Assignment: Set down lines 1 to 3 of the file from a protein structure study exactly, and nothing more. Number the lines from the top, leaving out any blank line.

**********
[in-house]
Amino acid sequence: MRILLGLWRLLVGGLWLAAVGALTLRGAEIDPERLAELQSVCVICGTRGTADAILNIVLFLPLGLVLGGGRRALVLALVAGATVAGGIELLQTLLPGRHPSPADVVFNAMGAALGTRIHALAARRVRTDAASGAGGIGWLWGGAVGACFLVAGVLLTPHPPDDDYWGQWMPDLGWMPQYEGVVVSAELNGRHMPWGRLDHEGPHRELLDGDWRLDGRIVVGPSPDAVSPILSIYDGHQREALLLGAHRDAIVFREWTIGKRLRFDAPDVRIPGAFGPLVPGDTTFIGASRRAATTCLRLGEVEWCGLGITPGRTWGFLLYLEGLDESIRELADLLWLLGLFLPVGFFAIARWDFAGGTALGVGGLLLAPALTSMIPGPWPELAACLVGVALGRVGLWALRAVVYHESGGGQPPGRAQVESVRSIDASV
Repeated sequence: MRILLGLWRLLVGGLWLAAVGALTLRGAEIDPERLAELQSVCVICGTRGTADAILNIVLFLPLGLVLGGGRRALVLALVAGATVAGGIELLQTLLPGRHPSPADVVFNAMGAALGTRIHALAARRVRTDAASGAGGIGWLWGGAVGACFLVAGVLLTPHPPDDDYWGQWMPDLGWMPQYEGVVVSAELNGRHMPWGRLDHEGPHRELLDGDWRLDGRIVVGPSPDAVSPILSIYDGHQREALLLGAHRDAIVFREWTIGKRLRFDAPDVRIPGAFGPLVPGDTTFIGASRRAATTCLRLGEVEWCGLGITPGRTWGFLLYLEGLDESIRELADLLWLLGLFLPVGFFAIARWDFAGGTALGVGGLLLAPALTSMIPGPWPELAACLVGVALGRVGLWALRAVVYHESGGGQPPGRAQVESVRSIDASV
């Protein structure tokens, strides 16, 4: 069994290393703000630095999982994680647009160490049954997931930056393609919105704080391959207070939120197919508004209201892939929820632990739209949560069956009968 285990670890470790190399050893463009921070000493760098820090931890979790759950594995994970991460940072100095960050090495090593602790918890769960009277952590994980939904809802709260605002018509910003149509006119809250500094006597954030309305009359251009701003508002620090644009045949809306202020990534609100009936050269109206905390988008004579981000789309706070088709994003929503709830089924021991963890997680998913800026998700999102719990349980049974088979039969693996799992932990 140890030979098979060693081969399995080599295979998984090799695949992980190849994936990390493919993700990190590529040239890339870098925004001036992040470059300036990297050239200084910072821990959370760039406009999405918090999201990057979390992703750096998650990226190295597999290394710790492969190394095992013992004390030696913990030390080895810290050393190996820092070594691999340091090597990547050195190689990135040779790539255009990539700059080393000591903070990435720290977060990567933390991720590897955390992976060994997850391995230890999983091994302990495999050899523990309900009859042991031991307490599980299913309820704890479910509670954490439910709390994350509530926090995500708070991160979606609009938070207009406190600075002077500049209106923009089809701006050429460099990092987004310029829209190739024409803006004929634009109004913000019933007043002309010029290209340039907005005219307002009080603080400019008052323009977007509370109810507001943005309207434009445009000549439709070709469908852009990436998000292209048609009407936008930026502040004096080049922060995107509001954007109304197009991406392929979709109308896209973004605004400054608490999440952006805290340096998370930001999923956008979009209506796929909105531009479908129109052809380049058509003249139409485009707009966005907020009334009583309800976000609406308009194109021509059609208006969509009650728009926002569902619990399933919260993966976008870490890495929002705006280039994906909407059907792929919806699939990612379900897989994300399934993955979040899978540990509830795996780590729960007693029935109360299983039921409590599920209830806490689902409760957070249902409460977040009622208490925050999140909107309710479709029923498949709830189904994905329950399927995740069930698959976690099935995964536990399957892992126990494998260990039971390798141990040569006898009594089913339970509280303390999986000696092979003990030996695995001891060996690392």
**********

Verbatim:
[in-house]
Amino acid sequence: MRILLGLWRLLVGGLWLAAVGALTLRGAEIDPERLAELQSVCVICGTRGTADAILNIVLFLPLGLVLGGGRRALVLALVAGATVAGGIELLQTLLPGRHPSPADVVFNAMGAALGTRIHALAARRVRTDAASGAGGIGWLWGGAVGACFLVAGVLLTPHPPDDDYWGQWMPDLGWMPQYEGVVVSAELNGRHMPWGRLDHEGPHRELLDGDWRLDGRIVVGPSPDAVSPILSIYDGHQREALLLGAHRDAIVFREWTIGKRLRFDAPDVRIPGAFGPLVPGDTTFIGASRRAATTCLRLGEVEWCGLGITPGRTWGFLLYLEGLDESIRELADLLWLLGLFLPVGFFAIARWDFAGGTALGVGGLLLAPALTSMIPGPWPELAACLVGVALGRVGLWALRAVVYHESGGGQPPGRAQVESVRSIDASV
Repeated sequence: MRILLGLWRLLVGGLWLAAVGALTLRGAEIDPERLAELQSVCVICGTRGTADAILNIVLFLPLGLVLGGGRRALVLALVAGATVAGGIELLQTLLPGRHPSPADVVFNAMGAALGTRIHALAARRVRTDAASGAGGIGWLWGGAVGACFLVAGVLLTPHPPDDDYWGQWMPDLGWMPQYEGVVVSAELNGRHMPWGRLDHEGPHRELLDGDWRLDGRIVVGPSPDAVSPILSIYDGHQREALLLGAHRDAIVFREWTIGKRLRFDAPDVRIPGAFGPLVPGDTTFIGASRRAATTCLRLGEVEWCGLGITPGRTWGFLLYLEGLDESIRELADLLWLLGLFLPVGFFAIARWDFAGGTALGVGGLLLAPALTSMIPGPWPELAACLVGVALGRVGLWALRAVVYHESGGGQPPGRAQVESVRSIDASV